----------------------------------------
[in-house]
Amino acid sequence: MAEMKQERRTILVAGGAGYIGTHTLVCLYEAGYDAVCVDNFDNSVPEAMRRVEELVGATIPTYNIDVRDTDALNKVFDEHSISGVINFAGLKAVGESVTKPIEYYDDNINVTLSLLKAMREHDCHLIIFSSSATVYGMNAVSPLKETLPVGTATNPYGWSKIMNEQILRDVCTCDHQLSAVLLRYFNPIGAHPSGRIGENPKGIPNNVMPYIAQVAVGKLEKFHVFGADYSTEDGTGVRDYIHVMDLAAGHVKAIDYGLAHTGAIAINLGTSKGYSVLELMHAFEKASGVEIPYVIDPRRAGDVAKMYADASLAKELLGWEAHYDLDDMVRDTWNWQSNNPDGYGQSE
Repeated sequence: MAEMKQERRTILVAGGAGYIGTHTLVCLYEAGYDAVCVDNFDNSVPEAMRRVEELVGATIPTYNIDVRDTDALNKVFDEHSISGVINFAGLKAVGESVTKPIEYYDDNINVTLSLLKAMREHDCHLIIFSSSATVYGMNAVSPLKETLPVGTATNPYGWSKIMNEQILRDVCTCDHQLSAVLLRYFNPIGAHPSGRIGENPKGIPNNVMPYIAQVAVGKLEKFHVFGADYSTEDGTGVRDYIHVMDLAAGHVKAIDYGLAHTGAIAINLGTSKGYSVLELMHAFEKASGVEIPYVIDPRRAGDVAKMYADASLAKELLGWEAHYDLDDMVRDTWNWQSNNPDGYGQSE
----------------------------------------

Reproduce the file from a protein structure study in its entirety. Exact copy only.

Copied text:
[in-house]
Amino acid sequence: MAEMKQERRTILVAGGAGYIGTHTLVCLYEAGYDAVCVDNFDNSVPEAMRRVEELVGATIPTYNIDVRDTDALNKVFDEHSISGVINFAGLKAVGESVTKPIEYYDDNINVTLSLLKAMREHDCHLIIFSSSATVYGMNAVSPLKETLPVGTATNPYGWSKIMNEQILRDVCTCDHQLSAVLLRYFNPIGAHPSGRIGENPKGIPNNVMPYIAQVAVGKLEKFHVFGADYSTEDGTGVRDYIHVMDLAAGHVKAIDYGLAHTGAIAINLGTSKGYSVLELMHAFEKASGVEIPYVIDPRRAGDVAKMYADASLAKELLGWEAHYDLDDMVRDTWNWQSNNPDGYGQSE
Repeated sequence: MAEMKQERRTILVAGGAGYIGTHTLVCLYEAGYDAVCVDNFDNSVPEAMRRVEELVGATIPTYNIDVRDTDALNKVFDEHSISGVINFAGLKAVGESVTKPIEYYDDNINVTLSLLKAMREHDCHLIIFSSSATVYGMNAVSPLKETLPVGTATNPYGWSKIMNEQILRDVCTCDHQLSAVLLRYFNPIGAHPSGRIGENPKGIPNNVMPYIAQVAVGKLEKFHVFGADYSTEDGTGVRDYIHVMDLAAGHVKAIDYGLAHTGAIAINLGTSKGYSVLELMHAFEKASGVEIPYVIDPRRAGDVAKMYADASLAKELLGWEAHYDLDDMVRDTWNWQSNNPDGYGQSE